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The Top Benefits of Senior Cat Food

By Rose Springer

The Top Benefits of Senior Cat Food

Is your older cat in need of a new diet? Take note of your older cat’s eating habits at mealtime, and then read on for advice from Dr. Trisha Joyce, a veterinarian at New York City Veterinary Specialists, about when and how to put your cat on an age-appropriate diet.

What Is Senior?
For nutritional purposes, a senior cat is one that is “moving out of old middle age,” according to Joyce. She suggests thinking about beginning to transition your pet to a senior formula around the age of 9 or 10. “That’s when you begin to be more likely to see medical issues crop up,” she says.

“Make a wellness visit to your veterinarian to find out if anything -- like weight gain or kidney problems -- is beginning to become apparent. Senior formulas can help in the early stages of common age-related issues, but you don’t want to make the switch prematurely.

  • What Is Senior Formula?
    As with any high-quality cat food, a good senior formula contains balanced nutrition given a seal of approval by AAFCO (the Association of American Feed Control Officials). But aging cats have different concerns than their more youthful counterparts, and senior formulas address these:
  • Fat absorption and digestion. Studies have shown that senior cats don’t absorb fat as well as they once did and may need to consume more of it to get the same amount of energy. They also need a good fiber source. “Cats are more likely to be constipated in old age, just like people,” says Joyce.
  • Joint and mobility issues. Arthritis is common in cats and is easy to overlook. “We don’t walk our cats, so we don’t notice it like we might in a dog, but they become less agile and less inclined to jump,” says Joyce.
  • Weight loss and gain. Senior cats can suffer from weight problems, ranging from being underweight to overweight. Both conditions can have a deleterious impact on their overall health as they age, making the quality and palatability of food all the more important.
  • Immune system maintenance. “Everything kind of wanes as a cat gets older, including its ability to fight off illness,” says Joyce.
  • Kidney considerations. Good kidney function is critical for cats, since these organs remove waste substances from the blood. They also maintain the normal balance of fluid and minerals within your cat’s body. Good senior formulas help to support kidney function, which can decline over the years as your pet ages.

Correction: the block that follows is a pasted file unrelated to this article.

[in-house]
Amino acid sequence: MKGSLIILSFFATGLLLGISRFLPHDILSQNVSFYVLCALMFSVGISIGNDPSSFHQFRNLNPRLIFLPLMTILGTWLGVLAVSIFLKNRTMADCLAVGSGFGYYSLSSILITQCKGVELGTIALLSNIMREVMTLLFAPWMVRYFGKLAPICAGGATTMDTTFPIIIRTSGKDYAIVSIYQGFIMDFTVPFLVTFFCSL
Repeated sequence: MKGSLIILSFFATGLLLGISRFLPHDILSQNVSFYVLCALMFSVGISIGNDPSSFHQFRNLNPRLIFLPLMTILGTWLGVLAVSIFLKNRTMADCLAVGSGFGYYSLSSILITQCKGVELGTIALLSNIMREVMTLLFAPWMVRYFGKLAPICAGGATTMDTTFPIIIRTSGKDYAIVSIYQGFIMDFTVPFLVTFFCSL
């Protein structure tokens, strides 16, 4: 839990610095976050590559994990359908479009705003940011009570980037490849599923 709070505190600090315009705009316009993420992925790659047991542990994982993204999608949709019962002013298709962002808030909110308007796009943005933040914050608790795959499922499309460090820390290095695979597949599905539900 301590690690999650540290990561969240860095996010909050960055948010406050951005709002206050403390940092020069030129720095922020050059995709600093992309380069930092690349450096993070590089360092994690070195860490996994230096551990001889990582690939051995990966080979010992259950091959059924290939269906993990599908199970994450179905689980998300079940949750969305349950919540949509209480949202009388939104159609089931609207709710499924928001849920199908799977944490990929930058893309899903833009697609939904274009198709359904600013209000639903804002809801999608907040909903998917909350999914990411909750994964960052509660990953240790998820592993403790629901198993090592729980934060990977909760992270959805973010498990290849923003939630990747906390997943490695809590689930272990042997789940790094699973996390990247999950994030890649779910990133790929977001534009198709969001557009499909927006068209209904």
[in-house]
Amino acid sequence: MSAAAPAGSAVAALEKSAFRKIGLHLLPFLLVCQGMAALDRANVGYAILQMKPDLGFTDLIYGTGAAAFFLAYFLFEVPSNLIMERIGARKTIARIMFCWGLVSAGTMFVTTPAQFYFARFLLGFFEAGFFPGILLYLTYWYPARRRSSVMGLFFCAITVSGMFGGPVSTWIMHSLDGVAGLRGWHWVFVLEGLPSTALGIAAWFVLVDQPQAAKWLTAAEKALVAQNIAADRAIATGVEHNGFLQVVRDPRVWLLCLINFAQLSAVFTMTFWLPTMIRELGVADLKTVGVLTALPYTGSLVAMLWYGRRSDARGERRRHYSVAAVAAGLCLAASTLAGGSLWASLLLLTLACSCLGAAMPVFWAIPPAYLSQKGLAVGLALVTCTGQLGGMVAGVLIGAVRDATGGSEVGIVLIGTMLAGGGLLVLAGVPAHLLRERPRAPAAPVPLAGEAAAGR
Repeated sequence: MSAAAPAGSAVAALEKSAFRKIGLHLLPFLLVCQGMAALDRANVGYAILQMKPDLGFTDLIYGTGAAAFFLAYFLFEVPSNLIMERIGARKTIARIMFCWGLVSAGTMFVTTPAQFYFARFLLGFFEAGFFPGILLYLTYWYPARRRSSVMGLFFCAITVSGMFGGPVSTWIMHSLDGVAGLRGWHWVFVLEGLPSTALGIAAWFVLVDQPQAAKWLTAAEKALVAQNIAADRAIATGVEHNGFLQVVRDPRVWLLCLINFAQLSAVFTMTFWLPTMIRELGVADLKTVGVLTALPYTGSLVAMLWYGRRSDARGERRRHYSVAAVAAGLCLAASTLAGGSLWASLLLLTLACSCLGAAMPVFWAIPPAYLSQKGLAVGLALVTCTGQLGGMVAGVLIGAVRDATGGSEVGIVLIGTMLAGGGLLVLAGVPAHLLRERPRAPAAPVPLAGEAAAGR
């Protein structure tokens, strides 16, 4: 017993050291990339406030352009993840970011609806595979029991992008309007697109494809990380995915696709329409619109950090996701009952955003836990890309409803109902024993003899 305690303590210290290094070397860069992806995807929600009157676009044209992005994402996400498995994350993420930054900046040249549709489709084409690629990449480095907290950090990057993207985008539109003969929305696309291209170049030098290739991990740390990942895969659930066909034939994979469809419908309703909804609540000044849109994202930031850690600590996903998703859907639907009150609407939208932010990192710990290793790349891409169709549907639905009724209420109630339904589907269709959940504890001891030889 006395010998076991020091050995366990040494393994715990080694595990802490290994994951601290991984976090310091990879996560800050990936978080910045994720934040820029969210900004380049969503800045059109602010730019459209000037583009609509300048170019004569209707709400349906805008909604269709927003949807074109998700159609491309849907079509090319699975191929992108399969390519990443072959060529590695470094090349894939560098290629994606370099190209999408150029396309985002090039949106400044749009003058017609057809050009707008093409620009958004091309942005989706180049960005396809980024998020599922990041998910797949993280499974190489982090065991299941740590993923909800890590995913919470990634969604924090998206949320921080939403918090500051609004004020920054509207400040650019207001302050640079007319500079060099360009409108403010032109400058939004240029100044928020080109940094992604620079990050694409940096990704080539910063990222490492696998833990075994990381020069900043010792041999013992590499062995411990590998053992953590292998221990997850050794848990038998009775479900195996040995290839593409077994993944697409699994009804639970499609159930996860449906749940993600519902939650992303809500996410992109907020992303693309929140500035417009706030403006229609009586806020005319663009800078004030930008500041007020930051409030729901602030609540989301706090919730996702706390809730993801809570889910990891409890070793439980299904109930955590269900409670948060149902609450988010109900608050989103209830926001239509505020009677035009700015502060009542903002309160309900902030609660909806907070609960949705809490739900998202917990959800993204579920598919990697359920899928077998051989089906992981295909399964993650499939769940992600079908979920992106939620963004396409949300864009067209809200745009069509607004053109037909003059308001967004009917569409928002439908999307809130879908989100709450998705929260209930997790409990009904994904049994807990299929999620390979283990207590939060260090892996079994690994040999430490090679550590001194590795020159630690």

What to Look For
Joyce recommends foods that contain ingredients to address each of the above concerns: good fiber sources like beet pulp and FOS (fructooligosaccharide) to improve fat absorption and prevent constipation, glucosamine and chondroitin sulfate for joint health, L-Carnitine to help with weight maintenance, antioxidants like vitamin E for a healthy immune system, and optimal levels of quality protein for the aging cat.

She also emphasizes regular veterinary care throughout the lifespan, but especially as your cat gets into its senior years. “Unlike with a dog, where you have opportunities to notice when it’s slowing down, cats don’t clue you in that anything is wrong until they’re much sicker,” says Joyce. “Cats should be having annual blood work from the age of 8 or 9. You can identify problems as they come up, and manage them with something like a senior formula before they get serious.”

She cautions that cats with serious medical conditions may begin to need prescription diets, like those for kidney or bowel disease, and that pet owners should consult their veterinarians before making any dietary changes.

Rose Springer is a frequent contributor to The Daily Cat and The Dog Daily. She lives in New York City.  


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Posted on April 30, 2012

Kirti says: Would you ingest or use a pruocdt that was meant for an animal on yourself? Of course not. If you're cat is losing hair just because she's old, then leave her alone. However, if the loss of hair is due to a medical problem, then take her to the vet. The older the animal gets, the more frequent her medical check ups should be.

Posted on March 18, 2012

Fouad says: if she is an outdoor cat take her iidsne keep her away from the dog comb her fur every week check for flees give her a bath with a damp towel and if their is flees buy a spray . my cat was losing her hair for two reasons she had been adopted from a shelter and was scared from all the dogs barking reason.2 she needed bath P.S she is probably molting.

Posted on March 18, 2012

Deeply says: In answer to your qutieson, no, no, NO! a thousand times NO!Last time she lost her hair, you THINK IT was because she was stressed out because it happened when you got a dog, but it could have been from something else. A common cause of hair loss is from an abscess that may not even be visible. The abscess might resolve itself, but it can also become very serious. Maybe this happened the first time and she was lucky. PLEASE call you vet and ask. Isn't better to be safe than sorry?

Posted on June 8, 2012

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